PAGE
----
The Oeconomy of His Majesty’s Navy-Office contained reprint copies of edicts and official memos from senior figures in the navy department. It set a strategic requirement that every ship should be ready for 6-months’ service in home waters. The responsibilities of the principal officers of the Navy were set down in writing.
The introduction was a list of complaints about prior management. The complaints are very similar to the problems Pepys described in his 1690 memoir: deferred maintenance, low operational availability, and wasted financial resources. The complaints accused shipwrights of overcharging for repairs, exceeding their repair estimates, and wasting money by unnecessary decorative woodwork: the lean waste of overprocessing. The Oeconomy of His Majesty’s Navy-Office referred to Pepys’ investigation about the decay of ships, and discussed some of the actions that had been taken to alleviate the problem. This provided a rational basis for some of the requirements that followed.
The book contained many details of how to manage supplies efficiently. Purchasing was important. Bi-weekly meetings with vendors and performance evaluations of vendors were required. Buying out of season kept prices low. Invoices were to be processed weekly, and the controller was to act as an auditor. An annual budget was required. The regulations demanded conservative management of expenses. The expectation of detailed expense records was explicitly extended to repairs.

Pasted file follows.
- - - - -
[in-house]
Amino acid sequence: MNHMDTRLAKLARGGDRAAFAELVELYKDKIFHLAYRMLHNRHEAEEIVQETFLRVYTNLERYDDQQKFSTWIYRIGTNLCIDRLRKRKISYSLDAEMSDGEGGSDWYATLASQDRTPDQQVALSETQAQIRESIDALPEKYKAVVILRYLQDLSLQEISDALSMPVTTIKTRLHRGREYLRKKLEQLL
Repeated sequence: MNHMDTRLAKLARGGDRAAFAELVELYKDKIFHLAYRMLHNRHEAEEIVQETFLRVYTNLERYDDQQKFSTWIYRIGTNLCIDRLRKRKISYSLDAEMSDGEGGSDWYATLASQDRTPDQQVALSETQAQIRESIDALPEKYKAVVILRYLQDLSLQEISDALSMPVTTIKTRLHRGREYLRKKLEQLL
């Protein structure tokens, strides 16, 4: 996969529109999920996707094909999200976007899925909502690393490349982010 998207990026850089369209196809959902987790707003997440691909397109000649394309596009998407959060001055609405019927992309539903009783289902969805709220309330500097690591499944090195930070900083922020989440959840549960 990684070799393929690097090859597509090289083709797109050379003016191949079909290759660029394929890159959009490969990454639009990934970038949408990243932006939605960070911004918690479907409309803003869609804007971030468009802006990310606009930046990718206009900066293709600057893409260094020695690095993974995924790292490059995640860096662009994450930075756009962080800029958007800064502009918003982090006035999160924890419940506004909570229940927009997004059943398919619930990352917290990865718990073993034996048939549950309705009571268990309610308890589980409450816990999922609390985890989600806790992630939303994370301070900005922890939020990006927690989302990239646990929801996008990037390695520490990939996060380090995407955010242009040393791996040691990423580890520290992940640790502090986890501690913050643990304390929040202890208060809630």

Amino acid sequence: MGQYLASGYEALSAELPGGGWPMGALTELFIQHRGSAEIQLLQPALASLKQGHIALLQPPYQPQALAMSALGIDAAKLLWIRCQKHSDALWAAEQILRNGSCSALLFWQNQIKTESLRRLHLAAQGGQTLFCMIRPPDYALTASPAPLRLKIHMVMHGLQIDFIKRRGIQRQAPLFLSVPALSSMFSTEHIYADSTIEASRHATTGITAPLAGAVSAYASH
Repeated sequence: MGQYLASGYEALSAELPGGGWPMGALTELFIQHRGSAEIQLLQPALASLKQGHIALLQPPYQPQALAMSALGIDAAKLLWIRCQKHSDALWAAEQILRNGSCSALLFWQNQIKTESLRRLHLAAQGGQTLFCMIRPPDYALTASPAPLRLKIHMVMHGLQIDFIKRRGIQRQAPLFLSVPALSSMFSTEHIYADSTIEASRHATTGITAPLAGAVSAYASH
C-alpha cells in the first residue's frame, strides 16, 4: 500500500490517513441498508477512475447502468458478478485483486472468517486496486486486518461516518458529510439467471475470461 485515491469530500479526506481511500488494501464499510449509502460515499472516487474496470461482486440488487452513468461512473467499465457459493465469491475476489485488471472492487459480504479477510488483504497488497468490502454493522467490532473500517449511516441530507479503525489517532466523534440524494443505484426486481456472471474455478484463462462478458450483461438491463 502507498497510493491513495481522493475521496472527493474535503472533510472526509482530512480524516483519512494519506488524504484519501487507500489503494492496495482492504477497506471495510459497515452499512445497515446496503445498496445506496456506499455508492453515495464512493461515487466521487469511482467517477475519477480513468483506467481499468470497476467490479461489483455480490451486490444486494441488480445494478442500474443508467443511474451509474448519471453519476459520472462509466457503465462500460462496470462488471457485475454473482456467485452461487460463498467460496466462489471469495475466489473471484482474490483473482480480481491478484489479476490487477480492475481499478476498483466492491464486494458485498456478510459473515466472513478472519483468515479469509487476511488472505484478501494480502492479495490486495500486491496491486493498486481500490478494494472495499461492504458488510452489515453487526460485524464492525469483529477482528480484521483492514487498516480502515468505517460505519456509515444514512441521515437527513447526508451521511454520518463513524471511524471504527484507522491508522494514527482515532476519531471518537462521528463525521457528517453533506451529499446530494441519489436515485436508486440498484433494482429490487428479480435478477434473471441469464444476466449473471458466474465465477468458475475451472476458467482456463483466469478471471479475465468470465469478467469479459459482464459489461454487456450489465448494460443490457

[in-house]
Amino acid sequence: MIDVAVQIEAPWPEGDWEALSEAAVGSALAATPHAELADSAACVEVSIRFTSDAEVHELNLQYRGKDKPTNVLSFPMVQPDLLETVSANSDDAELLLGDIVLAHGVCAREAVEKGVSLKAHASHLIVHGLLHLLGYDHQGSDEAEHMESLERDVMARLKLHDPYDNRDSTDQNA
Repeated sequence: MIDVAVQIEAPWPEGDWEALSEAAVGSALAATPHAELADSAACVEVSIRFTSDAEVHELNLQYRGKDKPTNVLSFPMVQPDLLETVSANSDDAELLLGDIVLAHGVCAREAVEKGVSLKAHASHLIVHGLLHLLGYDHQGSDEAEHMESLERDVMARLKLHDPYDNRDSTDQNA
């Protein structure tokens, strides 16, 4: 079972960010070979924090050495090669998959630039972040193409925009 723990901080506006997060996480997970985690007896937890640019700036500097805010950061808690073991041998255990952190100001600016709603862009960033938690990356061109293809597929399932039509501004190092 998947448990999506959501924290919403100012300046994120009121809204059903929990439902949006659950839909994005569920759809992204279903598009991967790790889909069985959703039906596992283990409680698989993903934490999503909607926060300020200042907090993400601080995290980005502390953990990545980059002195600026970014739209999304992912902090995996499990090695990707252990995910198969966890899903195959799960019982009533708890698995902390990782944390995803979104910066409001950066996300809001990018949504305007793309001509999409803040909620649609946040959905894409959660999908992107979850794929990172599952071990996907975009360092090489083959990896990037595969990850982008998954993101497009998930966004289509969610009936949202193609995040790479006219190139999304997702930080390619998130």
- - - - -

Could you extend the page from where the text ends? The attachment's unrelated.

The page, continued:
The Surveyor was to make an annual assessment of the physical assets,
“[assess]…the true state of all hulls, masts, yards of all His Majesty’s Ships and Vessels…with an estimate of the value of the repair or carpentry work, that so upon Consideration taken thereof by the Body of the Office, the Lord High Admiral may be moved therein, such care taken in it for the ransacking, grounding, graving, docking, mooring, and repairing…most convenient for His Majesty’s benefit….”
An archaic definition of “ransacking” is to examine thoroughly. Graving was the process of cleaning the hull. The Surveyor was to list the Navy’s assets, their condition, and how they might be improved or disposed of. This was sometimes a technical assessment, so the Shipwrights were required to:
“assist the Surveyor…in his yearly Survey of all the Hulls of [His Majesty’s] Ships, Specifying under their hands the Defects of each ship, together with what they conceive may be requir’d for their Repair, and putting each ship into a Servicable [sic] condition for Two, Three, Four, or Five years, more or less, as the Admiralty and Navy Office shall determine…”